April 28th and 29th
Kate Glanville, Cheryl Rees-Price, Anne Signol, James Morgan, Robert Walton, Sam Smith, Colin Parsons, Graham Watkins, Peter Barker, Mary Prowles, GB Williams, Jewan Gill, Thompson Authors, Judith Arnopp, Lisa Shambrook, Thorne Moore, William Scott Artus, Judith Barrow, Dafydd Wyn, Nicola Beechsquirrel, Carol Lovekin, JK Samuel, ThunderPoint Publishing, CISP Multimedia, Cambria Publishing, Cyfoes
This is a re-blog from https://writerchristophfischer.wordpress.com/2015/11/11/welsh-wednesdays-interview-with-sharon-tregenza/ to introduce participant Sharon Tregenza. Sharon will hold a writing workshop at the Llandeilo Book Fair for young children and their parents. To secure a space, please comment or use any of the other ways to contact us.
Welcome to Welsh Wednesdays and my interview with Sharon Tregenza. Thank you for participating, Sharon.
You’re welcome, Christoph. Thank you for the opportunity.
First up, please tell us about your connection to Wales.
I lived on the Llyn Penensula for two years and then moved to Pembrokeshire – for seven. I loved living in Pembs – it reminded me of my native Cornwall. I did my first MA (in creative writing) at Trinity St Davids and made some great writing friends there. My last book “the Shiver Stone” is set in Saundersfoot.
Tell us a little about yourself as writer and as a person.
As a writer? I’ve loved writing since I was a kid. As an adult I began writing stories for magazines and particularly enjoyed the children’s writing. It was fun and I enjoyed the freedom to play with words. A book was a natural progression and when my debut novel won the Kelpies award I was hooked.
As a person? I’m a happy soul with two amazing grown up children, two grandchildren and a spectacular array of interesting friends. I live in a converted chapel on the top of a hill with a demented yorkie called Reilly.
Tell us about the concept behind your books.
I’ve always been a fan of magical realism and mystery. I bring that to my children’s novels. Quirkiness too – I like to play against stereotype. I use the mythical quality so prevalent in Wales to enhance the story too.
Which Welsh person would you like to invite for dinner and what would you serve?
Could I have a few? I’d sit Anthony Hopkins next to me so that I could wallow in that beautiful voice. Tom Jones could tell us some of his celebrity stories – bet he’s got some good ‘uns. Rhys Ifans for the comedy value and Katherine Jenkins could sing. Should be quite a night.
I’d serve them a big pot of gumbo and plenty of wine. I could make the gumbo in advance and then enjoy their company
Who is your favourite Welsh author?
Dead – Howard Spring.
Alive – either Owen Sheers or Ken Follett.
What are you working on now?
My publisher, Firefly Press, is currently editing another children’s mystery of mine called “The Jewelled Jaguar” so I’m waiting to see the edits on that. Also my agent has sent out a picture book. I’ve started another mystery too. Oh, and I’m rejigging a trilogy of chapter books for younger children. As you can tell I enjoy working on several projects at once.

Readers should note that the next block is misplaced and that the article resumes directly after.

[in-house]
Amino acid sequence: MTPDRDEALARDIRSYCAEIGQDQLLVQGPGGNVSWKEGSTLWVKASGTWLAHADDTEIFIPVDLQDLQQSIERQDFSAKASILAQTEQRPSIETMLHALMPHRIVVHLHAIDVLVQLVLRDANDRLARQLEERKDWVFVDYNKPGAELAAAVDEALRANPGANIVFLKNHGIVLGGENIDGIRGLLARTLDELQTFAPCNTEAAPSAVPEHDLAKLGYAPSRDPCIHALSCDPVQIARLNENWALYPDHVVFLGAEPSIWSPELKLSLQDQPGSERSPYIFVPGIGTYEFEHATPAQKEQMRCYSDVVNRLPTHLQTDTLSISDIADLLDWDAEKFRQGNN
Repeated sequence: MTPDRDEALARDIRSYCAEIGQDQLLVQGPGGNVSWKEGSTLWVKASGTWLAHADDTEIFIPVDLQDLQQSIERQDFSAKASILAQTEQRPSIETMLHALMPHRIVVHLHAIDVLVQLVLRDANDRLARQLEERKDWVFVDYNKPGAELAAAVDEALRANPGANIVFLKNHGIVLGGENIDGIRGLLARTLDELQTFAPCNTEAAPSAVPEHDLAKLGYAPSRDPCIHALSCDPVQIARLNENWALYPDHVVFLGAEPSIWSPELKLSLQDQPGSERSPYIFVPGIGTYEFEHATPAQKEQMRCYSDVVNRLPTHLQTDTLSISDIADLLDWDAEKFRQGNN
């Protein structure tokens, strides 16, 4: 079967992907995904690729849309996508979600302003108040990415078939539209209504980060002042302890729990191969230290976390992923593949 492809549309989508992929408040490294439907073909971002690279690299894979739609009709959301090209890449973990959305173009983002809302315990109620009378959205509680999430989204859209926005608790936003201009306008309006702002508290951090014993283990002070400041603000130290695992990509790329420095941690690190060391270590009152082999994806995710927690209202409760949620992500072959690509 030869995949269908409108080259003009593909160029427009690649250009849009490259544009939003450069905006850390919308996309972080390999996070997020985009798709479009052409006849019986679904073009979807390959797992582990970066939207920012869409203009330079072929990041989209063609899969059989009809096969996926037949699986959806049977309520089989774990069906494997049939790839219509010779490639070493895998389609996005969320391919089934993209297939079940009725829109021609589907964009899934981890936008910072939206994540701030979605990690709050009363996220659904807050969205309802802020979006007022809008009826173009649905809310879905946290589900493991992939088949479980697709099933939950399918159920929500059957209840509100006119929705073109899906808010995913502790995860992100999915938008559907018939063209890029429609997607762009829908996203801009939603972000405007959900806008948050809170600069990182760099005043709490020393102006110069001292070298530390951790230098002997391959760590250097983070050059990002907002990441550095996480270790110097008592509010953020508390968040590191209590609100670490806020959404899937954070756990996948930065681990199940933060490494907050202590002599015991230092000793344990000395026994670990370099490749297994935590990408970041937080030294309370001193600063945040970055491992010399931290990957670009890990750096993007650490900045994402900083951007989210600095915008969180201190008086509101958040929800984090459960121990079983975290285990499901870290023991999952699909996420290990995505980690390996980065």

What is your favourite book?
Oh dear. You might wish you’d never asked me that. I rabbit on to anyone who’ll listen about this book I love it so much. It’s “Holes” by Louis Sachar. I ADORE it. It’s a master class in layering and control and suspense in the best possible way. It expertly combines myth, mystery and modern drama. It’s the book I wish I’d written. If you haven’t already read it – please do. Okay enough…
What book are you currently reading and in what format:
I’m reading Jon Ronson’s “The Men Who Stare At Goats” I think he takes quirky to a whole new intelligent level. Love his work. And as to how I read – I have to admit, although I’ve got a kindle and use it on holiday, I prefer the tactile, corner-folding friendliness of the paperback.
What is your advice to new writers?
I think this is the easiest question – it’s “Don’t give up”. Simply that. Don’t give up. Here’s a cutesy owl meme to say it better than I can.
BIO: Sharon Tregenza was born and grew up in Penzance, Cornwall. She travelled widely with her husband and two children living for many years in Cyprus and the Middle East where she worked in the American School of Dubai before returning to the UK to study at the University of Bristol.
After moving to Pembrokeshire she completed her MA in Creative Writing at the University of Wales – Trinity St David. More recently she acquired a second MA in Writing for Young People at Bath Spa University.
Her debut children’s novel TARANTULA TIDE won the Kelpies Award and the Heart of Hawick Prize. Her second book THE SHIVER STONE is published by Firefly Press.
Sharon now lives, and writes, in a converted chapel in the village of Box, just outside of the historic city of Bath.